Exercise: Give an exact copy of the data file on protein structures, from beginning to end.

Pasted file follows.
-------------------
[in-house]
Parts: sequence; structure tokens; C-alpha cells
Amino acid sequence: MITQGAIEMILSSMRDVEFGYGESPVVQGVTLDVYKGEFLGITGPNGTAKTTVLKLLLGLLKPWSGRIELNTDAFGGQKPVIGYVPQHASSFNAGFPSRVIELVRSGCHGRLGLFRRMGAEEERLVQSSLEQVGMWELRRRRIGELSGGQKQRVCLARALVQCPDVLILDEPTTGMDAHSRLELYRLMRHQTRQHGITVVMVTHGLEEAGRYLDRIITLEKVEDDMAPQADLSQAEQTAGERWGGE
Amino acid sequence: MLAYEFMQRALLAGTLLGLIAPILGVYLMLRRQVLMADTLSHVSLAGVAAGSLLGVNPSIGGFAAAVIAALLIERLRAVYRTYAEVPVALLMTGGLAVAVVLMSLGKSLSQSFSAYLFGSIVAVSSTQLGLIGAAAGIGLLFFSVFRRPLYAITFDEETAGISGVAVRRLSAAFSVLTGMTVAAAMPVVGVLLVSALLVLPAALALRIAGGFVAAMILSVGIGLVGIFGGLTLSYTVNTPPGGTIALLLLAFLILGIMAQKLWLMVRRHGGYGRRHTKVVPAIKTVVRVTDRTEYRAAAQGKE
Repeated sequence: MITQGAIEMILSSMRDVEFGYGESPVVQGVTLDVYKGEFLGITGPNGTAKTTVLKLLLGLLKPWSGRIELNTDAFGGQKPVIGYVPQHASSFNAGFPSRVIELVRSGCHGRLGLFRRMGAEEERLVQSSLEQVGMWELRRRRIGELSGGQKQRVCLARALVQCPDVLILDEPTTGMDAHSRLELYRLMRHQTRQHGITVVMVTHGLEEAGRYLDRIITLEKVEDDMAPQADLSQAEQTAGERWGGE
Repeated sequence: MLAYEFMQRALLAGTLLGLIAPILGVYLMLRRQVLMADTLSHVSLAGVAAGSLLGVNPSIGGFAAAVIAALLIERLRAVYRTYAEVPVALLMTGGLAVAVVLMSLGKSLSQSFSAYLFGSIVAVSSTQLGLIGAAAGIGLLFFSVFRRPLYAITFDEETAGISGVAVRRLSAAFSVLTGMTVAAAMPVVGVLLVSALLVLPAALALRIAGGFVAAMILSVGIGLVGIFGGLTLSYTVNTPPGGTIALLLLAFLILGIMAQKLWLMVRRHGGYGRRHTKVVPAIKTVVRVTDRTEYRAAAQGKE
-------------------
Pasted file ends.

[in-house]
Parts: sequence; structure tokens; C-alpha cells
Amino acid sequence: MITQGAIEMILSSMRDVEFGYGESPVVQGVTLDVYKGEFLGITGPNGTAKTTVLKLLLGLLKPWSGRIELNTDAFGGQKPVIGYVPQHASSFNAGFPSRVIELVRSGCHGRLGLFRRMGAEEERLVQSSLEQVGMWELRRRRIGELSGGQKQRVCLARALVQCPDVLILDEPTTGMDAHSRLELYRLMRHQTRQHGITVVMVTHGLEEAGRYLDRIITLEKVEDDMAPQADLSQAEQTAGERWGGE
Amino acid sequence: MLAYEFMQRALLAGTLLGLIAPILGVYLMLRRQVLMADTLSHVSLAGVAAGSLLGVNPSIGGFAAAVIAALLIERLRAVYRTYAEVPVALLMTGGLAVAVVLMSLGKSLSQSFSAYLFGSIVAVSSTQLGLIGAAAGIGLLFFSVFRRPLYAITFDEETAGISGVAVRRLSAAFSVLTGMTVAAAMPVVGVLLVSALLVLPAALALRIAGGFVAAMILSVGIGLVGIFGGLTLSYTVNTPPGGTIALLLLAFLILGIMAQKLWLMVRRHGGYGRRHTKVVPAIKTVVRVTDRTEYRAAAQGKE
Repeated sequence: MITQGAIEMILSSMRDVEFGYGESPVVQGVTLDVYKGEFLGITGPNGTAKTTVLKLLLGLLKPWSGRIELNTDAFGGQKPVIGYVPQHASSFNAGFPSRVIELVRSGCHGRLGLFRRMGAEEERLVQSSLEQVGMWELRRRRIGELSGGQKQRVCLARALVQCPDVLILDEPTTGMDAHSRLELYRLMRHQTRQHGITVVMVTHGLEEAGRYLDRIITLEKVEDDMAPQADLSQAEQTAGERWGGE
Repeated sequence: MLAYEFMQRALLAGTLLGLIAPILGVYLMLRRQVLMADTLSHVSLAGVAAGSLLGVNPSIGGFAAAVIAALLIERLRAVYRTYAEVPVALLMTGGLAVAVVLMSLGKSLSQSFSAYLFGSIVAVSSTQLGLIGAAAGIGLLFFSVFRRPLYAITFDEETAGISGVAVRRLSAAFSVLTGMTVAAAMPVVGVLLVSALLVLPAALALRIAGGFVAAMILSVGIGLVGIFGGLTLSYTVNTPPGGTIALLLLAFLILGIMAQKLWLMVRRHGGYGRRHTKVVPAIKTVVRVTDRTEYRAAAQGKE